Respect needed for Newtown victims

Scott Miller, sophomore

On Friday, Dec. 14, at about noon, I wasn’t thinking about anything but what I was going to do after school, who to hang out with, when I would go to the DMV and get my license.

 While we were walking through the hallways with friends, or smoking at smoker’s corner, or gossiping about something that will probably mean nothing in the future, people in Connecticut were going through a man-caused catastrophe unlike any other in American history. It was such a sad event that it roared through the other states, and throughout the rest of the world within hours of the event.

I saw some of us offer a moment of silence on Dec. 17 not because it was the right thing to do — it was because they “had” to. I saw some kids take it seriously, while other kids laughed and joked because it had nothing to do with them.

It wasn’t important to them. And the ones who did take it seriously were caught taking half the moment of silence trying to shut the other kids up, even the teachers. Why are we so immature at times that we just cannot take a grim moment? Why do we laugh about something so gravely sad? Why did some of us joke about it?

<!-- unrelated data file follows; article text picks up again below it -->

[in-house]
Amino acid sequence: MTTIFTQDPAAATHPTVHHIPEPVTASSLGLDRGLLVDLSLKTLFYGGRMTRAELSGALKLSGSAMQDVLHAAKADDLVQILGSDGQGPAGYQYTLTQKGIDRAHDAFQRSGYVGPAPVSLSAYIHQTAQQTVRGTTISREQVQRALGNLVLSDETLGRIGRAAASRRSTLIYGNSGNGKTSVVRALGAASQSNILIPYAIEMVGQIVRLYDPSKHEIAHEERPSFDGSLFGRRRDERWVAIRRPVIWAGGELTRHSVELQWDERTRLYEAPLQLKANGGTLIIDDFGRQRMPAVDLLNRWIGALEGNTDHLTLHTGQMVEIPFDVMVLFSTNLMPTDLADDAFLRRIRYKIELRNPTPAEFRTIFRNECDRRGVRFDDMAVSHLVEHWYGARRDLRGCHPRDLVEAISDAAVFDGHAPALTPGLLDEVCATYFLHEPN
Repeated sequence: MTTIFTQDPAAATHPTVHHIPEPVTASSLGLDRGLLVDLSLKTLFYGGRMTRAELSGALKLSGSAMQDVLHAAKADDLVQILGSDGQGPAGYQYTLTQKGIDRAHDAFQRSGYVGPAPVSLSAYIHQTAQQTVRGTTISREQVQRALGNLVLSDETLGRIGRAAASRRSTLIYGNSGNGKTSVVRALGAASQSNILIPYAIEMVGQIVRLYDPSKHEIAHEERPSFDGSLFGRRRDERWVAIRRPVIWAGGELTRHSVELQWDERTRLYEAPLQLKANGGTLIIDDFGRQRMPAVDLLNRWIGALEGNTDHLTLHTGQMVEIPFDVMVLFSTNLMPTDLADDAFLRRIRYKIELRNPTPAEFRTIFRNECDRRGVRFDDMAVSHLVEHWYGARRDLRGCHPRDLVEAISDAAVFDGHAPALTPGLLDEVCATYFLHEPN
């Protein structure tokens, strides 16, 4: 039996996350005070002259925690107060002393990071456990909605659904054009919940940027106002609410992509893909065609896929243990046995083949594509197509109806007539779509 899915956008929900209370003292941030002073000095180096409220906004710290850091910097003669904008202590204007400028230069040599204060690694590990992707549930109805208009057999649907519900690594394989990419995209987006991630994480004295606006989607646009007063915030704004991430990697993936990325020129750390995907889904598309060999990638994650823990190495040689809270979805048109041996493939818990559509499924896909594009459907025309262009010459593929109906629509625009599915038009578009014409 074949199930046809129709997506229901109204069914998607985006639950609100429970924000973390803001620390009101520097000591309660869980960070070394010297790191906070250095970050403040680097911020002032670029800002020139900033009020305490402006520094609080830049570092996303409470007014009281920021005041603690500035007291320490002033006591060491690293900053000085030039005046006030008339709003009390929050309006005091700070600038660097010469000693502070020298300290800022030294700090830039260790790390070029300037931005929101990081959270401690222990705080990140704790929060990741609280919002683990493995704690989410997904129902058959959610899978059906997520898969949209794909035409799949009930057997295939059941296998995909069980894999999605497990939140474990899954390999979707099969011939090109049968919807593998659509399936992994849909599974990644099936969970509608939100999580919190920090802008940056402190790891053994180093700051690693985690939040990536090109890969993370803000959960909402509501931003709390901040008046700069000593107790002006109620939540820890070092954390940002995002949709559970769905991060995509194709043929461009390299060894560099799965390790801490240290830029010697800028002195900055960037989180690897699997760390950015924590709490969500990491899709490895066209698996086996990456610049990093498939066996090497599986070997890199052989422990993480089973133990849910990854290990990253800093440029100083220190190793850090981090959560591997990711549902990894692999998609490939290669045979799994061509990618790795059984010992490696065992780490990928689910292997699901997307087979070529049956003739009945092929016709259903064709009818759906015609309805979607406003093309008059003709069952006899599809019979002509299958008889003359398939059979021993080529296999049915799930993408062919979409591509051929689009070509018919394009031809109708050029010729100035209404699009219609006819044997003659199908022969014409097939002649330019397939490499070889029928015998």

We as a society cannot concentrate immediately on the “political” aspect of the massacre; it wouldn’t do any good to America, and it won’t do the families of Connecticut any good either. It won’t help them get their little girl or boy back. It won’t help the survivors seek comfort or some grip of hope for the future. If we start arguing about whether we need to get rid of guns or keep them, it won’t account for the killer’s actions.

We need to put our personal values and beliefs aside for once, and not make the whole massacre a giant propaganda billboard, or some sort of “example” for organizations of any side.

Do a favor for the people of Connecticut: Don’t joke about the ordeal in any way; either about the killer or the students and teachers of Sandy Hook Elementary. They will most likely never be able to joke about anything again with their loved ones, and the least we can do is not even laugh about it.

Let’s all think sincerely toward the people of Newtown, Conn. Let’s think about the parents of the little kids. Let’s think of the little kids, devoid of growing up to have kids of their own.